Windows 8 Metro is such a major UI change that users migrating from Windows 7 might need some hand-holding. Read more Windows 8 migration tips.
End users do not like change -- they simply want the technology they use to always work and to always work in the same way regardless of operating system, which is something many OS designers don't understand. Their lack of understanding makes your job of helping users adjust to a drastically different user interface more difficult.
For instance, when the time comes to migrate from Windows 7 to Windows 8, Microsoft's take on the Windows 7 Mobile interface called Metro is going to throw some users for a loop. (The Windows 7 Mobile interface is one of the worst UI designs ever, in my opinion.) Here are tips on how to help reduce users' anxieties about this major migration.
Don't be an early adopter
You won't have to immediately upgrade your machines to Windows 8, so I recommend giving users a chance to learn more about Windows 8 before launching in to the migration. You might even be able to wait long enough for some users to purchase a PC that's powered by Windows 8. If you can let users get used to the platform on their terms, it will go a long way to easing their anxiety about adopting the platform at work.
Remind users about previous migrations
Your end users probably had to migrate from Windows XP to Windows 7, and most likely they ultimately realized their concerns about moving to Windows 7 were unfounded. Oh sure, the interface was different, but they were able to change gears and get their work done.
The difference between the Windows 7 and Windows 8 interface is greater than that between Windows XP and Windows 7, but users' biggest hurdles to overcome will be how to launch their applications.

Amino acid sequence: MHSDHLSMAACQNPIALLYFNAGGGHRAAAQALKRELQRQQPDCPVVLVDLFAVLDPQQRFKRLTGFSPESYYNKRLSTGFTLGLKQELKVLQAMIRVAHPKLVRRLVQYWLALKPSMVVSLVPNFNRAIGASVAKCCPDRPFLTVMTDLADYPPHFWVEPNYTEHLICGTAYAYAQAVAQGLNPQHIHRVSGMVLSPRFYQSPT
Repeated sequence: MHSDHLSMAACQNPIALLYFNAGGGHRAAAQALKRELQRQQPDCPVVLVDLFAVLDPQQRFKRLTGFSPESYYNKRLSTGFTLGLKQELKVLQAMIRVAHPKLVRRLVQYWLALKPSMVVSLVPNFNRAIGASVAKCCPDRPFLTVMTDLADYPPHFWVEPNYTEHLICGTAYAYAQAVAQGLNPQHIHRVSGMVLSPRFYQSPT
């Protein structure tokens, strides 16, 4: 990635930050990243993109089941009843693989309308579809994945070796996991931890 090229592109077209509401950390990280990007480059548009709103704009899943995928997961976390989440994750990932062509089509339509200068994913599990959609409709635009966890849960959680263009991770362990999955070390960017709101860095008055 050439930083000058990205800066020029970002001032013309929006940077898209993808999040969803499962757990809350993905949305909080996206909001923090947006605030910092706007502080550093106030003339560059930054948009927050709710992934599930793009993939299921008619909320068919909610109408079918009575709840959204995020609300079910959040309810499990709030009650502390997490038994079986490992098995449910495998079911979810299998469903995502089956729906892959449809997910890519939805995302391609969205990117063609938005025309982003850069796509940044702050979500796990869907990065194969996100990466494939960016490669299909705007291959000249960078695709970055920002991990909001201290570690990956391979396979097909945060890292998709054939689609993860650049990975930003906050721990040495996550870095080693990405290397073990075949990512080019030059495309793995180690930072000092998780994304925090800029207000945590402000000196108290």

Educate and train users on Metro
One of the best ways to prevent angst-filled discussions about the migration is to educate users about Windows 8 and train them on the Metro interface well before the adoption date. The more users know about the UI prior to using it, the less stress there will be. The most important thing users will want to know is whether they will be able to complete their work without delays, so reassure them that won't be a problem.
Start with a power user
If one of your users welcomes change, you could migrate that person to Windows 8 first, and then let their coworkers observe how easy it is for them to use Metro as part of their daily work (assuming that is the case).
Use ViStart or disable Metro
For users who have a lot of trouble getting used to the Metro interface, the tiny ViStart app might be a good option. ViStart, which was originally created to give Windows XP a Windows 7 look and feel, can add the Windows 7 Start menu to Windows 8. The downsides are you have to jump through some hoops (which include creating a blank toolbar and adding the ViStart button and your other items to that toolbar), and the setup is not ideal and could take a while depending upon how many users you have.
There is also a registry hack that disables Metro. (Note: You should always back up data before making any registry changes.) You navigate to: HKEY_CURRENT_USER\Software\Microsoft\Windows\CurrentVersion\Explorer. In the Windows registry, search for the RPEnabled, right-click that key, and select Modify. Change the key from 1 to 0, click OK, and close the registry. Metro should be disabled. A more elegant and easier solution will hopefully surface in time. There's also a chance that Microsoft will make it impossible to disable the Metro interface prior to the full release. Even if that does happen, I bet someone will find a way around it.
Be patient and do a little hand-holding
When migrating users to Windows 8, you're going to get a lot more help requests; this will likely lead you to feel frustrated and require you to be even more patient and understand that hand-holding will be at a premium. Don't hesitate to remind end users that you are there to help. If they know they have that life jacket, it will ease a lot of their worries.
There will be plenty of bumps in the road to Windows 8, but with a little forethought and care, you can prevent those bumps from turning into mountains. If you can keep in mind that users don't have your set of skills and just want to be able to do their jobs, this level of understanding will go a long way toward a smooth Windows 8 migration.
More about Windows 8 on TechRepublic
- 10 things to love about Windows 8
- 10 hurdles Windows 8 must clear to succeed
- Six Windows 8 enhancements that will benefit the business
- Why Windows 8 won't be an immediate enterprise slam dunk
- Should SMBs upgrade to Windows 8?
- Make the Windows 8 Start Screen work like the Start Menu
- Windows 8 Cheat Sheet
- Gallery: First look at Windows 8 Release Preview